I’ve started writing more extensive fitting and custom adjustment posts this year, and I hope that you find them helpful. Today I have a post all about the Crew Shorts & Trousers. I have a Pinterest board for each of my patterns, and for the Crew I added a section for pant fitting resources that I found helpful when analyzing fit issues.
Fabric || Sulb Linen Blend in Rose from Style Maker Fabrics
It’s totally normal for most people to need some sort of custom adjustment, and for pants it is common to need more than one adjustment. This post walks you through some of the more common ones I’ve seen pop up while testing the Crew Shorts & Trousers.
Fabric || Burgundy Tencel Twill from Style Makers Fabric
I also always like to add a note that the goal should be to create a comfortable garment that you will enjoy wearing. I don’t think it’s important to get rid of every single drag line and pull, so be kind to yourself as you are analyzing your fit. If you have specific questions, you can always reach out in our Chalk and Notch Facebook Group or email me directly at: [email protected]dnotch.com.
Fabric || Rayon Chambray from La Mercerie
First things first, make sure you have a copy of the Crew Pattern!
HOW TO PICK A SIZE
First, make sure you take new measurements before starting any project because our bodies change, and starting with accurate numbers is the first step to getting a good fit. For this pattern, you want your waist (the narrowest part or where you want your trousers to finish), hips (widest part), thigh (2″ down from the top of your leg), front rise (front waist to middle of your crotch), back rise (back waist to middle of your crotch), and inseam (crotch to knee & knee to ankle) body measurements.
It is very common to fall across a few different sizes. Take into consideration your waist, hips and thigh measurement when deciding what size to make. If you fall across a few sizes, print them all and I will show you a few options on how to blend them below.
Use the garment measurement chart to review the intended amount of ease included in the pattern. Make sure to check the rise and inseam lengths against your body.
MAKING A MUSLIN
I will always advise you to make a muslin or toile (test garment) before cutting into your final fashion fabric. You can muslin your Crew trousers by cutting the pattern mid-thigh so that you can save on fabric. If you plan on making the pants, do not use the shorts as a muslin since it has a different rise and thigh.
Fabric will affect fit, and you won’t get a feel for the real fit unless you sew it in a comparable fabric.
For reference, Chalk and Notch patterns are designed for a height of around 5’7″ (174 cm). The fit models are all over 5’7″ (174 cm), but all of the Chalk and Notch patterns are tested on a range of heights.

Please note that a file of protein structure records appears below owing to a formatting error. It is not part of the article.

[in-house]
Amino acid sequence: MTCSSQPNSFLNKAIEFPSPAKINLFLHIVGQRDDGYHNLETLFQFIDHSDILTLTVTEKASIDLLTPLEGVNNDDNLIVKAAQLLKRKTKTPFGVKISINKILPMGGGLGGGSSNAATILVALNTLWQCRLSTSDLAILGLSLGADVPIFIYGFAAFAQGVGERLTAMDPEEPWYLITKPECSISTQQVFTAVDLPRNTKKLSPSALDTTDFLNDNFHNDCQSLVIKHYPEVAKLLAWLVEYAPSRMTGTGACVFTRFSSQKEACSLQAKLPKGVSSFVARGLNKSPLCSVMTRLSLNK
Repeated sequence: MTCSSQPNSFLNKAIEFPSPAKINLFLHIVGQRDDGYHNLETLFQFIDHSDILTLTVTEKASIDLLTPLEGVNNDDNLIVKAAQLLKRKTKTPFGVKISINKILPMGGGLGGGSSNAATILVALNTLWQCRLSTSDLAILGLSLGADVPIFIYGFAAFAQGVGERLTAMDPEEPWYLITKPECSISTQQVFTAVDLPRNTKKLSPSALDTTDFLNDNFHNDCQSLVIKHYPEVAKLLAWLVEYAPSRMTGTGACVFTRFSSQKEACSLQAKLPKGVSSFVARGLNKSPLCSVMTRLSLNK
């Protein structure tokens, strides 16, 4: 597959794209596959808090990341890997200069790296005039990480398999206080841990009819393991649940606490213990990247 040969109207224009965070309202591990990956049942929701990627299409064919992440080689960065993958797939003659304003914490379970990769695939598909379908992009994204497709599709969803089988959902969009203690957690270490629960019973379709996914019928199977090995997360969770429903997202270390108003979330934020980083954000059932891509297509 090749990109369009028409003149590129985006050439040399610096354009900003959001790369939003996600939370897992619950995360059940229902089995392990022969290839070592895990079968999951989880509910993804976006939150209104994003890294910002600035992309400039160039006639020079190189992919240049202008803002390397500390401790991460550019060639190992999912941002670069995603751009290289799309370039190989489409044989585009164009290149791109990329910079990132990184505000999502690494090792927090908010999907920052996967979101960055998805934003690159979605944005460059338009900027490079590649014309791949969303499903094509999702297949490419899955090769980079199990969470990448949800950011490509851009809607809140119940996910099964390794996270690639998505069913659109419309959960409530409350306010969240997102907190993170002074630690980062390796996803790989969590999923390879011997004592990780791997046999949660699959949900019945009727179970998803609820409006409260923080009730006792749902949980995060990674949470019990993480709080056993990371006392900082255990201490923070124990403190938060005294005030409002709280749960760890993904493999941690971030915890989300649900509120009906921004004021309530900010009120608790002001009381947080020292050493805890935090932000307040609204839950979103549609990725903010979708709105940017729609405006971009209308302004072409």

ADJUSTING THE RISE
After reviewing the garment measurements, the length of your rise may need to be adjusted. I have found that rise length does not correlate to height. Your rise length takes into account your tummy, bum, and thighs. Take your body measurements by measuring from the center of your crotch to your natural waist on both the front and back. Use these measurements and compare them to the finished garment measurements. You will want the garment to be longer than your body to accommodate a relaxed fit. The rise ease is a bit of personal preference, but I would advise that you want the garment to be around 1/2″ – 3/4″ longer than your body rise.
- Example 1: Reducing or adding the same amount to the rise, front and back.
Cut the front and back pattern pieces horizontally at the indicated line. If adding length, add paper and add the amount desired. If shortening, overlap at the cut line the amount desired. Use the original crotch curve when retracing the crotch and connecting the side seams. Remember to move the side seam notch up or down the same amount so the pocket notch will still match at the side seam.
- Example 2: Adding to the back and sides but leaving the center front rise length.
Cut the front and back pattern pieces horizontally at the indicated line. Add the desired length at the back and sides while pivoting at the center front. Use the original crotch curve when retracing the crotch and connecting the side seams. You can see that you remove width at the center front when retracing the front crotch curve. Add back the same amount lost to the pocket angle. Remember to move the side seam notch up or down the same amount so the pocket notch will still match at the side seam.
- Example 3: Removing length at the Front Rise only.